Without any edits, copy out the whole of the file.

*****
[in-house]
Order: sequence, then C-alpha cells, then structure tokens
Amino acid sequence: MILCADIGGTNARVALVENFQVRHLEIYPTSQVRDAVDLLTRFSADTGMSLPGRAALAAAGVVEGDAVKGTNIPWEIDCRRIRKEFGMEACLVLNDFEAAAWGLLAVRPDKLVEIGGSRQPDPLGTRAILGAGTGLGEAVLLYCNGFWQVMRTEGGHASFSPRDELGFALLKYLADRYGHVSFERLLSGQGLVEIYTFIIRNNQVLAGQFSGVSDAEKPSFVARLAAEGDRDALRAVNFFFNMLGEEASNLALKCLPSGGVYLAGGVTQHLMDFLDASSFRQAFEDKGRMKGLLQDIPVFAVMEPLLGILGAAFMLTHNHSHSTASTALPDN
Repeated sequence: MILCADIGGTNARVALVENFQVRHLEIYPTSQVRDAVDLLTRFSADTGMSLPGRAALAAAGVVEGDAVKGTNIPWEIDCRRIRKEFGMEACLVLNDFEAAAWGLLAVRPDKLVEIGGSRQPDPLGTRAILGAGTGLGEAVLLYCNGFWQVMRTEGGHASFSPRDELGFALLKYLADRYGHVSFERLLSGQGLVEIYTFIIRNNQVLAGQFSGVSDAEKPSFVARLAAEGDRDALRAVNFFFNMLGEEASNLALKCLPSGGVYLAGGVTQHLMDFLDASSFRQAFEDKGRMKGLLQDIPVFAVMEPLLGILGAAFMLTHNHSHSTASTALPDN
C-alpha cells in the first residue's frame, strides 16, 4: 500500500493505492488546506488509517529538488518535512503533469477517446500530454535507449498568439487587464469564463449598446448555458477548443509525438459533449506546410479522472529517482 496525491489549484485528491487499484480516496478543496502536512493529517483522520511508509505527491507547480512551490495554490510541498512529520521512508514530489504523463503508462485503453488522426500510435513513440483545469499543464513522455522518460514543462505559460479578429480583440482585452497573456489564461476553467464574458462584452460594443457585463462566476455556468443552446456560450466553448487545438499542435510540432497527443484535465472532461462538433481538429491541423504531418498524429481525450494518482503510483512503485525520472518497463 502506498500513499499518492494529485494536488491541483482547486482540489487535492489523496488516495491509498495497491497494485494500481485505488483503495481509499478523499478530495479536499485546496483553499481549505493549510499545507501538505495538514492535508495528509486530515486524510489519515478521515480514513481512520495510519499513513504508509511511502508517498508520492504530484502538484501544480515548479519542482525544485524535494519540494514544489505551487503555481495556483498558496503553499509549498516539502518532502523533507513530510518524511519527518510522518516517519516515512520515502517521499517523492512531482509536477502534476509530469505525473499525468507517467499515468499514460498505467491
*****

[in-house]
Order: sequence, then C-alpha cells, then structure tokens
Amino acid sequence: MILCADIGGTNARVALVENFQVRHLEIYPTSQVRDAVDLLTRFSADTGMSLPGRAALAAAGVVEGDAVKGTNIPWEIDCRRIRKEFGMEACLVLNDFEAAAWGLLAVRPDKLVEIGGSRQPDPLGTRAILGAGTGLGEAVLLYCNGFWQVMRTEGGHASFSPRDELGFALLKYLADRYGHVSFERLLSGQGLVEIYTFIIRNNQVLAGQFSGVSDAEKPSFVARLAAEGDRDALRAVNFFFNMLGEEASNLALKCLPSGGVYLAGGVTQHLMDFLDASSFRQAFEDKGRMKGLLQDIPVFAVMEPLLGILGAAFMLTHNHSHSTASTALPDN
Repeated sequence: MILCADIGGTNARVALVENFQVRHLEIYPTSQVRDAVDLLTRFSADTGMSLPGRAALAAAGVVEGDAVKGTNIPWEIDCRRIRKEFGMEACLVLNDFEAAAWGLLAVRPDKLVEIGGSRQPDPLGTRAILGAGTGLGEAVLLYCNGFWQVMRTEGGHASFSPRDELGFALLKYLADRYGHVSFERLLSGQGLVEIYTFIIRNNQVLAGQFSGVSDAEKPSFVARLAAEGDRDALRAVNFFFNMLGEEASNLALKCLPSGGVYLAGGVTQHLMDFLDASSFRQAFEDKGRMKGLLQDIPVFAVMEPLLGILGAAFMLTHNHSHSTASTALPDN
C-alpha cells in the first residue's frame, strides 16, 4: 500500500493505492488546506488509517529538488518535512503533469477517446500530454535507449498568439487587464469564463449598446448555458477548443509525438459533449506546410479522472529517482 496525491489549484485528491487499484480516496478543496502536512493529517483522520511508509505527491507547480512551490495554490510541498512529520521512508514530489504523463503508462485503453488522426500510435513513440483545469499543464513522455522518460514543462505559460479578429480583440482585452497573456489564461476553467464574458462584452460594443457585463462566476455556468443552446456560450466553448487545438499542435510540432497527443484535465472532461462538433481538429491541423504531418498524429481525450494518482503510483512503485525520472518497463 502506498500513499499518492494529485494536488491541483482547486482540489487535492489523496488516495491509498495497491497494485494500481485505488483503495481509499478523499478530495479536499485546496483553499481549505493549510499545507501538505495538514492535508495528509486530515486524510489519515478521515480514513481512520495510519499513513504508509511511502508517498508520492504530484502538484501544480515548479519542482525544485524535494519540494514544489505551487503555481495556483498558496503553499509549498516539502518532502523533507513530510518524511519527518510522518516517519516515512520515502517521499517523492512531482509536477502534476509530469505525473499525468507517467499515468499514460498505467491